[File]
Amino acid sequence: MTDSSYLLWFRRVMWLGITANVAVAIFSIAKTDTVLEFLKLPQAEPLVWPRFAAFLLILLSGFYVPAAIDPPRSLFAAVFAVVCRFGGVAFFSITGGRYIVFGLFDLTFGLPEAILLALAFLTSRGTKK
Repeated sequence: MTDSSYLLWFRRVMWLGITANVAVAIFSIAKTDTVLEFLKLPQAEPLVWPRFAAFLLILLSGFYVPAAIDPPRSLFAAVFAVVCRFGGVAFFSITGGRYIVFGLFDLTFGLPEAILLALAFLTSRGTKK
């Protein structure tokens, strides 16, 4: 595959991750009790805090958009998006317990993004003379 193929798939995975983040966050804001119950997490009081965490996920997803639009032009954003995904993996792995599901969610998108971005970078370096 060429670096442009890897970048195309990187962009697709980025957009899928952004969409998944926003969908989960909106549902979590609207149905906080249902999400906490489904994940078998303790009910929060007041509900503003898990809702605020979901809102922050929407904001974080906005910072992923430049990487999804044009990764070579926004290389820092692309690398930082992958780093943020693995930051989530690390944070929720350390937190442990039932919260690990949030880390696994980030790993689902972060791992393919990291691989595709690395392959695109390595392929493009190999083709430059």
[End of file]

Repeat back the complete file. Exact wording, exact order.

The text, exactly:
Amino acid sequence: MTDSSYLLWFRRVMWLGITANVAVAIFSIAKTDTVLEFLKLPQAEPLVWPRFAAFLLILLSGFYVPAAIDPPRSLFAAVFAVVCRFGGVAFFSITGGRYIVFGLFDLTFGLPEAILLALAFLTSRGTKK
Repeated sequence: MTDSSYLLWFRRVMWLGITANVAVAIFSIAKTDTVLEFLKLPQAEPLVWPRFAAFLLILLSGFYVPAAIDPPRSLFAAVFAVVCRFGGVAFFSITGGRYIVFGLFDLTFGLPEAILLALAFLTSRGTKK
């Protein structure tokens, strides 16, 4: 595959991750009790805090958009998006317990993004003379 193929798939995975983040966050804001119950997490009081965490996920997803639009032009954003995904993996792995599901969610998108971005970078370096 060429670096442009890897970048195309990187962009697709980025957009899928952004969409998944926003969908989960909106549902979590609207149905906080249902999400906490489904994940078998303790009910929060007041509900503003898990809702605020979901809102922050929407904001974080906005910072992923430049990487999804044009990764070579926004290389820092692309690398930082992958780093943020693995930051989530690390944070929720350390937190442990039932919260690990949030880390696994980030790993689902972060791992393919990291691989595709690395392959695109390595392929493009190999083709430059």